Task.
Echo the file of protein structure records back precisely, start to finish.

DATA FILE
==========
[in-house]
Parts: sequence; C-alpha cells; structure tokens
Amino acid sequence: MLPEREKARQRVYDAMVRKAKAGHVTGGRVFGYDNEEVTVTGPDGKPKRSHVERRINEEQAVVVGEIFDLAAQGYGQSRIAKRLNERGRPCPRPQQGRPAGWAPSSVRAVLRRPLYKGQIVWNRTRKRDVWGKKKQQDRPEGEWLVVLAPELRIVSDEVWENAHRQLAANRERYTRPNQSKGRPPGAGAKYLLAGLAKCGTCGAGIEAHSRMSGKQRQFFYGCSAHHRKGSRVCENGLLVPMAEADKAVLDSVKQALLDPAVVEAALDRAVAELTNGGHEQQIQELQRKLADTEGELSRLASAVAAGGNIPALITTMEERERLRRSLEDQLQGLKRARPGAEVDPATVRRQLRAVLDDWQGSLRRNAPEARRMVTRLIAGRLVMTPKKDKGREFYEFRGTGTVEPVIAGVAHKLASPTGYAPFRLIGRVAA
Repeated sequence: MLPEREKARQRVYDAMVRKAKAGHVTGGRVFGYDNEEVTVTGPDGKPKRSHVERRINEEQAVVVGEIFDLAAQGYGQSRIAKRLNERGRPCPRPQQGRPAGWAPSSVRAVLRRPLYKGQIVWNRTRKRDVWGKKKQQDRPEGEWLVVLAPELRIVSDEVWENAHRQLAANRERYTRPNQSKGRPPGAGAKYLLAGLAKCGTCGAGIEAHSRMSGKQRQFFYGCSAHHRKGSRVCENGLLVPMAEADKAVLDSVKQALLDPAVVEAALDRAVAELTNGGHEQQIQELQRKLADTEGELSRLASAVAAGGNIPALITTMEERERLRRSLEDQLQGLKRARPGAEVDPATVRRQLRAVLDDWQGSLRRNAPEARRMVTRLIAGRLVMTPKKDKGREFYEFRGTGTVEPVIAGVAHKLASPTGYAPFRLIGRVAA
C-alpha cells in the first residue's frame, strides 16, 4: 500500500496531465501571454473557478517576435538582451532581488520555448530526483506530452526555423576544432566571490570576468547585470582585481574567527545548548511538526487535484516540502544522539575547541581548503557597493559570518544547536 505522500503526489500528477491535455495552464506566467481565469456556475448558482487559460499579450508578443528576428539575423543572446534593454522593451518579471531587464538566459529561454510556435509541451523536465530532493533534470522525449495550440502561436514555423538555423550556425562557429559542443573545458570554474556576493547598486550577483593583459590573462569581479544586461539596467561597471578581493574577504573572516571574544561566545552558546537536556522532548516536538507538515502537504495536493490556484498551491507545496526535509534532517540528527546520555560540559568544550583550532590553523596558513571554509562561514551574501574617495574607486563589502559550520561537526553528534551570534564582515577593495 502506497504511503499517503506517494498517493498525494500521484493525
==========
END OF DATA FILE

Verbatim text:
[in-house]
Parts: sequence; C-alpha cells; structure tokens
Amino acid sequence: MLPEREKARQRVYDAMVRKAKAGHVTGGRVFGYDNEEVTVTGPDGKPKRSHVERRINEEQAVVVGEIFDLAAQGYGQSRIAKRLNERGRPCPRPQQGRPAGWAPSSVRAVLRRPLYKGQIVWNRTRKRDVWGKKKQQDRPEGEWLVVLAPELRIVSDEVWENAHRQLAANRERYTRPNQSKGRPPGAGAKYLLAGLAKCGTCGAGIEAHSRMSGKQRQFFYGCSAHHRKGSRVCENGLLVPMAEADKAVLDSVKQALLDPAVVEAALDRAVAELTNGGHEQQIQELQRKLADTEGELSRLASAVAAGGNIPALITTMEERERLRRSLEDQLQGLKRARPGAEVDPATVRRQLRAVLDDWQGSLRRNAPEARRMVTRLIAGRLVMTPKKDKGREFYEFRGTGTVEPVIAGVAHKLASPTGYAPFRLIGRVAA
Repeated sequence: MLPEREKARQRVYDAMVRKAKAGHVTGGRVFGYDNEEVTVTGPDGKPKRSHVERRINEEQAVVVGEIFDLAAQGYGQSRIAKRLNERGRPCPRPQQGRPAGWAPSSVRAVLRRPLYKGQIVWNRTRKRDVWGKKKQQDRPEGEWLVVLAPELRIVSDEVWENAHRQLAANRERYTRPNQSKGRPPGAGAKYLLAGLAKCGTCGAGIEAHSRMSGKQRQFFYGCSAHHRKGSRVCENGLLVPMAEADKAVLDSVKQALLDPAVVEAALDRAVAELTNGGHEQQIQELQRKLADTEGELSRLASAVAAGGNIPALITTMEERERLRRSLEDQLQGLKRARPGAEVDPATVRRQLRAVLDDWQGSLRRNAPEARRMVTRLIAGRLVMTPKKDKGREFYEFRGTGTVEPVIAGVAHKLASPTGYAPFRLIGRVAA
C-alpha cells in the first residue's frame, strides 16, 4: 500500500496531465501571454473557478517576435538582451532581488520555448530526483506530452526555423576544432566571490570576468547585470582585481574567527545548548511538526487535484516540502544522539575547541581548503557597493559570518544547536 505522500503526489500528477491535455495552464506566467481565469456556475448558482487559460499579450508578443528576428539575423543572446534593454522593451518579471531587464538566459529561454510556435509541451523536465530532493533534470522525449495550440502561436514555423538555423550556425562557429559542443573545458570554474556576493547598486550577483593583459590573462569581479544586461539596467561597471578581493574577504573572516571574544561566545552558546537536556522532548516536538507538515502537504495536493490556484498551491507545496526535509534532517540528527546520555560540559568544550583550532590553523596558513571554509562561514551574501574617495574607486563589502559550520561537526553528534551570534564582515577593495 502506497504511503499517503506517494498517493498525494500521484493525